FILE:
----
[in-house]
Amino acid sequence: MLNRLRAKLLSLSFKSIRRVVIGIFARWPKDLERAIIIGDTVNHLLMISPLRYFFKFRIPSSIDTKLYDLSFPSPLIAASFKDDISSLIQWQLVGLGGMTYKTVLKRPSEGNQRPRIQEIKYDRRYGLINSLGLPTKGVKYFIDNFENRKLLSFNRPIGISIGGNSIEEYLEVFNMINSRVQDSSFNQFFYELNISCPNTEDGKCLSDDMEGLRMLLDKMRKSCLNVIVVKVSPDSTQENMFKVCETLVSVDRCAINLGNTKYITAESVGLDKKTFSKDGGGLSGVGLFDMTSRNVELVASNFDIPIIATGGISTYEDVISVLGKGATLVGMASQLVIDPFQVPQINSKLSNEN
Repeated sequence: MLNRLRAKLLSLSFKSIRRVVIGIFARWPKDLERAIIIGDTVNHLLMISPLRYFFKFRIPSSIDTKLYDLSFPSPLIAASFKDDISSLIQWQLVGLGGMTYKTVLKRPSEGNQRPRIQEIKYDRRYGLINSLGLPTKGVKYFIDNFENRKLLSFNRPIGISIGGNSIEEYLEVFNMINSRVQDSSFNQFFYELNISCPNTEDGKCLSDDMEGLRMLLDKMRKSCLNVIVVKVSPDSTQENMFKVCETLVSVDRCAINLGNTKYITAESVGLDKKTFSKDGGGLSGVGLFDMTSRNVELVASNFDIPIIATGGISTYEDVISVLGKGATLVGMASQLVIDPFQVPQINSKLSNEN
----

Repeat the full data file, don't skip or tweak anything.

[in-house]
Amino acid sequence: MLNRLRAKLLSLSFKSIRRVVIGIFARWPKDLERAIIIGDTVNHLLMISPLRYFFKFRIPSSIDTKLYDLSFPSPLIAASFKDDISSLIQWQLVGLGGMTYKTVLKRPSEGNQRPRIQEIKYDRRYGLINSLGLPTKGVKYFIDNFENRKLLSFNRPIGISIGGNSIEEYLEVFNMINSRVQDSSFNQFFYELNISCPNTEDGKCLSDDMEGLRMLLDKMRKSCLNVIVVKVSPDSTQENMFKVCETLVSVDRCAINLGNTKYITAESVGLDKKTFSKDGGGLSGVGLFDMTSRNVELVASNFDIPIIATGGISTYEDVISVLGKGATLVGMASQLVIDPFQVPQINSKLSNEN
Repeated sequence: MLNRLRAKLLSLSFKSIRRVVIGIFARWPKDLERAIIIGDTVNHLLMISPLRYFFKFRIPSSIDTKLYDLSFPSPLIAASFKDDISSLIQWQLVGLGGMTYKTVLKRPSEGNQRPRIQEIKYDRRYGLINSLGLPTKGVKYFIDNFENRKLLSFNRPIGISIGGNSIEEYLEVFNMINSRVQDSSFNQFFYELNISCPNTEDGKCLSDDMEGLRMLLDKMRKSCLNVIVVKVSPDSTQENMFKVCETLVSVDRCAINLGNTKYITAESVGLDKKTFSKDGGGLSGVGLFDMTSRNVELVASNFDIPIIATGGISTYEDVISVLGKGATLVGMASQLVIDPFQVPQINSKLSNEN